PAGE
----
Wednesday, November 2, 2011

A Review of TERC's* Earth Exploration Toolbook

The Earth Exploration Toolbook (EET) is much more than a set of digital online classroom activities related to earth and environmental science. It is that - a very good set of activities accompanied by excellent supporting documentation - but it is also a guide to learning how to access any available online science datasets and analyze them with the appropriate software tools. As such, this is not only a resource for educators, but as TERC points out, citizens and policy makers might also make good use of the Toolbook.

The Earth Exploration Toolbook at last count contained 43 active chapters and two retired chapters. Retired chapters used datasets and/or analysis tools that are no longer readily accessible. A useful index categorizes chapters by both earth/environmental science topic (eg., atmosphere, biosphere, climate, etc.) as well as by technology tool used to obtain and analyze the data (eg., spreadsheets and image analysis, etc.).

Anyone may use the Toolbook to learn new skills with which they may then find and analyze online earth/environmental science data for themselves. This is the feature that surprised me most about the site. I was expecting a set of classroom activities, and as I said, each chapter can be used in that fashion - a stand-alone classroom activity complete with background information, objectives, and detailed instructions for students. But the Toolbook can serve another purpose, enhancing the professional development of teachers or anyone else with an interest in better understanding current topics by improving their ability to find and explore online earth and environmental science datasets. Do not overlook this opportunity.

As for the individual chapters, 17 of the 43 are directly related to the atmosphere and/or climate. Other topics include biosphere, earth's cycles, geography, human dimensions, hydrology, oceans, solar system and astronomy, solid earth, surface processes, and time/earth history. Most chapters make use of spreadsheets, but many also involve image analysis tools and GIS mapping tools. Additional technology tools include online graphing, data portals, and modelling.

The supporting documentation is simply outstanding. Beware, these are not, for the most part, activities you can complete in a single hour. For example, "Climate History from Deep Sea Sediments" estimates at least three hours will be needed.

Every chapter comes with a brief opening description, then detailed teaching notes. Teaching notes include an example output of the activity, target grade level, goals, rationale, brief science background, pre-requisites, specific instructional and assessment strategies (including questions), content standards met, and time required. Every chapter focuses on a case study, and provides detailed information and background preparatory to tackling the assignments. Only then come the detailed step-by-step instructions for accessing online data, acquiring the analysis tools, and performing the data analysis and interpretation.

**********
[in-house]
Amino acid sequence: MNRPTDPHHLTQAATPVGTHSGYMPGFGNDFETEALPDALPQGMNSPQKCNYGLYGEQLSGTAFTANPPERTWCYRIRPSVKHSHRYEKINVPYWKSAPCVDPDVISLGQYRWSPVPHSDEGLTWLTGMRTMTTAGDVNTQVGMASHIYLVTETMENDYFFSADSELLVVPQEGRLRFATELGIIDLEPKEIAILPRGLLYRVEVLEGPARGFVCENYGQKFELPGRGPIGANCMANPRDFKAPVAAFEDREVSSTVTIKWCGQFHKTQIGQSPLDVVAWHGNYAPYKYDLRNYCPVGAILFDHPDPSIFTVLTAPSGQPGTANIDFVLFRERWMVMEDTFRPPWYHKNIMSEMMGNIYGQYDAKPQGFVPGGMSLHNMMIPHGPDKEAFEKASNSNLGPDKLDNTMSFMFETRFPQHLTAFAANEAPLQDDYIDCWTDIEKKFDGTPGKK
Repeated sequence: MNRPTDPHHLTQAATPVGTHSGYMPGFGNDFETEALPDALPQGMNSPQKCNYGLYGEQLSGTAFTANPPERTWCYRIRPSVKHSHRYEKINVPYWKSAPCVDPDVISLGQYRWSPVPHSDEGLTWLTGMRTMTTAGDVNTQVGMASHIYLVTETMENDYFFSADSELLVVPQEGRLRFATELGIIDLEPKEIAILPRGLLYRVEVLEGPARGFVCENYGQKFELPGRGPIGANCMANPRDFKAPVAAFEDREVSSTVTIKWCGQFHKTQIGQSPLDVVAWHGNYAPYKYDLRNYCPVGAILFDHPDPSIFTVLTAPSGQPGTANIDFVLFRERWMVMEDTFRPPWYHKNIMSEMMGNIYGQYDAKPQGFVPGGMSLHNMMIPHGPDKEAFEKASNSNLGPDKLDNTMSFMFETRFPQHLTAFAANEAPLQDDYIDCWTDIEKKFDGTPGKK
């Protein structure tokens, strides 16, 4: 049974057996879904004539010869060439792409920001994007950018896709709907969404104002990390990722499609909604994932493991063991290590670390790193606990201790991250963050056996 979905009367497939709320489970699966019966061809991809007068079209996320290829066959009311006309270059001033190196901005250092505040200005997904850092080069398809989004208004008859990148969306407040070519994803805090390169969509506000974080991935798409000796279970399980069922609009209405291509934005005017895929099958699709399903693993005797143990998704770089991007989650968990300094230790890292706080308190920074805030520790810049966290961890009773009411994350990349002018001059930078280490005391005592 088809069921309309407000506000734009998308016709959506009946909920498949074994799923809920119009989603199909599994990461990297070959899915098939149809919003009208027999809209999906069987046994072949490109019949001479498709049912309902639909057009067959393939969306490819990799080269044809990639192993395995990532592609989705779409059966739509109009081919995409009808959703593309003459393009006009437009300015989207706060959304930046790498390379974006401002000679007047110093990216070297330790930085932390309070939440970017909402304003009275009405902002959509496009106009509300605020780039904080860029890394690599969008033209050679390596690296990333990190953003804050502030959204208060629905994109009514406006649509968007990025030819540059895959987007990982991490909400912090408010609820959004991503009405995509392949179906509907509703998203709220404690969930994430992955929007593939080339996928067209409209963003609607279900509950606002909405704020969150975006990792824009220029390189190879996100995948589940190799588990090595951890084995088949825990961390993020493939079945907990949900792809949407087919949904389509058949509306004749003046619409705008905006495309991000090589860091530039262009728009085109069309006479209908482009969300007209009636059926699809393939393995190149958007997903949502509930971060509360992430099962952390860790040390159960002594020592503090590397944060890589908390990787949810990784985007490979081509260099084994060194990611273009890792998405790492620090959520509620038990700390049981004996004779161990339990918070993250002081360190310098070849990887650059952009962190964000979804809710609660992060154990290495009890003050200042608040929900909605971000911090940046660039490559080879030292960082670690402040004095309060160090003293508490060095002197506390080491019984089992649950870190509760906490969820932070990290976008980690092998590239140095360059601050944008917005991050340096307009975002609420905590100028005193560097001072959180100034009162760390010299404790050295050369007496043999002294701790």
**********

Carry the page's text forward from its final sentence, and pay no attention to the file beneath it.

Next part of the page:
The step-by-step instructions are detailed, well-documented and illustrated, and include many screen-captures to guide the novice. The "Climate History from Deep Sea Sediments" chapter mentioned above includes 34 screenshots (!), most of them provided as pull-down images available with a click of the mouse, but not cluttering up your screen unless and until you require them.

The step-by-step instructions contain the meat of each chapter, and include many interpretive questions for you to consider as you access, view, and analyze the datasets. Each chapter concludes with an array of additional questions and resources for follow-up and extension activities. Expect to save online data and new software tools to your computer as you work through a chapter.

This is a resource worth exploring and utilizing. It will take some time, but it will be time well-spent. Expect to learn skills you will employ again. If you are a teacher, expect to help your students acquire skills they will use in their future as well as in your class.

On an introductory "About the Earth Exploration Toolbook" page is a paragraph addressing the question, "Why teach with data?" If you needed another reminder that science is a process of discovering new knowledge and not a matter of memorizing facts, this is it. Don't miss it.
- - - - - - -
* TERC was founded in 1965 as the Technical Education Resource Centers, and is located in Cambridge, MA. The Earth Exploration Toolbook is a National Science Foundation-funded collaboration between TERC and the Science Education Resource Center at Carleton College in Northfield, MN.

No comments:

Post a Comment